The Agricultural Statistics Service in Tennessee is a very important source in our state for agricultural information that keeps all of us informed on what's going to really happen down on Tennessee farms. They keep us aware of trends, current growing conditions, acres planted and just where we are going. In fact, they could even cure the problem of counting cats if given the challenge.
Every five years the United States Department of Agriculture conducts its Census of Agriculture. In 2007 the last census was taken and once again it is time to do some counting out on the farms across America and right here in our own state. The U.S. Department of Agriculture's National Agricultural Statistics Service (NASS) in a recent report said that the Census provides detailed data covering nearly every facet of U.S. agriculture. It will look at land use and ownership, production practices, expenditures and other factors that affect the way farmers do business and succeed in the 21st Century.
To get a count that will be right, we need everyone to fill out their forms when they get them in the mail and mail them back as soon as possible. However, getting everyone involved is not as easy as it may sound. A story is told of just such a problem a few years ago, when door-to-door Census takers took the Census and those being interviewed were not always the friendly type.
The story goes that it had been a very satisfying day for the old man as he settled down on his porch to watch the afternoon sun start to set in the west. As he made himself comfortable, he noticed a young man walking up his sidewalk with a yellow pad and a number two lead pencil in his hand. The old man was not really interested in talking to anyone this late in the day, especially not to a "kid" trying to sell his way through college or something.
"I hope you are not selling something, young feller," he stated in somewhat of a short-toned reply. "I don't have any money for magazines, brushes or vacuum cleaners."
Being taken back by the old man's grumpy concerns, the young man stopped in his tracks and said, "I'm not selling anything, sir."
"Well, what are you doing here?" the old man asked.
Hoping to get an even chance to just talk to the old man, the young man replied, "I'm a volunteer with the USDA. I'm the farm Census taker."
"A what?" the man asked. The words from the government immediately sent up red flags for the old man and the word census even confused him that much more.
"I'm a Census taker. The government is trying to find out how many farms are in the United States," the young worker said.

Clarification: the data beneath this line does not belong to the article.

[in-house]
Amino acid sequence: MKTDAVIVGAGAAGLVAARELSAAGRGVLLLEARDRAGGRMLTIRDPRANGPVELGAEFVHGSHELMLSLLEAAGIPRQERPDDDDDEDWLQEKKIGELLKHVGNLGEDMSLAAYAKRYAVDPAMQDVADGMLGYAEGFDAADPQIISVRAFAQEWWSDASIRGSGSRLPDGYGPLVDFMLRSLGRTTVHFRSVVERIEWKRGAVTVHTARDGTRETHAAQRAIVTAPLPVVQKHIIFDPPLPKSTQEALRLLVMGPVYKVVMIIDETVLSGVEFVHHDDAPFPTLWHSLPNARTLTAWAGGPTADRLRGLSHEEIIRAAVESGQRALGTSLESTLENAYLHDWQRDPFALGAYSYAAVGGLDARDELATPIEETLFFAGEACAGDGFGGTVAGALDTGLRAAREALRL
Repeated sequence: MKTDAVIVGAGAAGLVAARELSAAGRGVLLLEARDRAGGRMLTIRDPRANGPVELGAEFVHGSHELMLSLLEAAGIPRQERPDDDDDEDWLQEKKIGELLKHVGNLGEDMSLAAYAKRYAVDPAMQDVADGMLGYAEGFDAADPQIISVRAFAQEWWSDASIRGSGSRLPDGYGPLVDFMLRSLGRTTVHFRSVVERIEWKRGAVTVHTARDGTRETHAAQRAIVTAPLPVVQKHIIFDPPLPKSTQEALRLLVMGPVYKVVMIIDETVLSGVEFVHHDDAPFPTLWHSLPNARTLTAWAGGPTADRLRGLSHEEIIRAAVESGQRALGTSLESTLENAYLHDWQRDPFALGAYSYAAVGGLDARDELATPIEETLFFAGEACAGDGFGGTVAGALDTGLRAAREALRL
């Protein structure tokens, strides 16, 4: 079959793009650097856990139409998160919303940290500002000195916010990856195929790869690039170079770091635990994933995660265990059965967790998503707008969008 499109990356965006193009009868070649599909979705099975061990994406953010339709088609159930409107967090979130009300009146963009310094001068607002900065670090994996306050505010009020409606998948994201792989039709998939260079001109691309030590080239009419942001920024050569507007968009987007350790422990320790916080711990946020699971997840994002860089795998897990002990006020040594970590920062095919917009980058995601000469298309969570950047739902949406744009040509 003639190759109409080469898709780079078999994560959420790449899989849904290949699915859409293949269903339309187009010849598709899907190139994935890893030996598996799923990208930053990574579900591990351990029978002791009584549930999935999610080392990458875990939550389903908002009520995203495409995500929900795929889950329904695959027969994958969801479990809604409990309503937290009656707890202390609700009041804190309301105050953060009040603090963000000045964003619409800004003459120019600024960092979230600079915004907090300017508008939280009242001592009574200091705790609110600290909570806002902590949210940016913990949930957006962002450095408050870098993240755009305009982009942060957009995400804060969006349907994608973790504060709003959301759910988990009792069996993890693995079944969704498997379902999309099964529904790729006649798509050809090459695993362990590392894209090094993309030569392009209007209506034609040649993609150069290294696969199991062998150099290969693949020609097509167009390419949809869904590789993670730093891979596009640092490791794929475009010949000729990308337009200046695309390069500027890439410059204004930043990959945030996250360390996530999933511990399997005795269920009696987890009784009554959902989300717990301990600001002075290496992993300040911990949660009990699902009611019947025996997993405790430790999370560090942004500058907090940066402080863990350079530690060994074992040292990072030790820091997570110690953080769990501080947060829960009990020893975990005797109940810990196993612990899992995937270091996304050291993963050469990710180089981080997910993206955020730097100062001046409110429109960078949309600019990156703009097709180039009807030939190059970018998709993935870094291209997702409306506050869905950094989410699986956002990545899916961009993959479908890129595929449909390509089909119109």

Getting up out of his chair and opening the door to his white frame house, the old man answered and said, "Well, you're wasting your time around here with me."
As he started through the door, he stopped and looked back at the young bewildered Census taker and said, "Because, I have no idea how many there are or even suppose to be."
Just as hard as it was for that young man to get to talk to that old man, it is sometimes just as hard to get all the forms in from our modern day reporters. The information provided to the Ag Statistics Service could mean the difference in a farm program happening or not.
"The 2012 Census of Agriculture provides farmers with a powerful voice. The information gathered through the Census influences policy decisions that can have a tremendous impact on farmers and their communities for years to come," said Agriculture Secretary Tom Vilsack. "I strongly encourage all farmers, no matter how large or small their operation, to promptly complete and return their Census, so they can voice to the nation the value and importance of agriculture."
NASS is now in the process of mailing out the Census forms, and every farmer should have theirs by early January, to collect data for the 2012 calendar year. Completed forms are due by February 4, 2013. During the cold and snowy weeks ahead, use the time spent by the fire to complete your Census. Producers can return their forms by mail or they have the convenient option of filling out the Census online via a secure Web site at www.agcensus.usda.gov.
With the farming population now less than two percent of our country's total population, it is very important that we get an all out effort on the 2012 Ag Census. When you are the needle in the haystack, it's important to make your "point" known.
--Pettus L. Read is editor of Tennessee Home & Farm magazine and Tennessee Farm Bureau News. He may be contacted by e-mail at firstname.lastname@example.org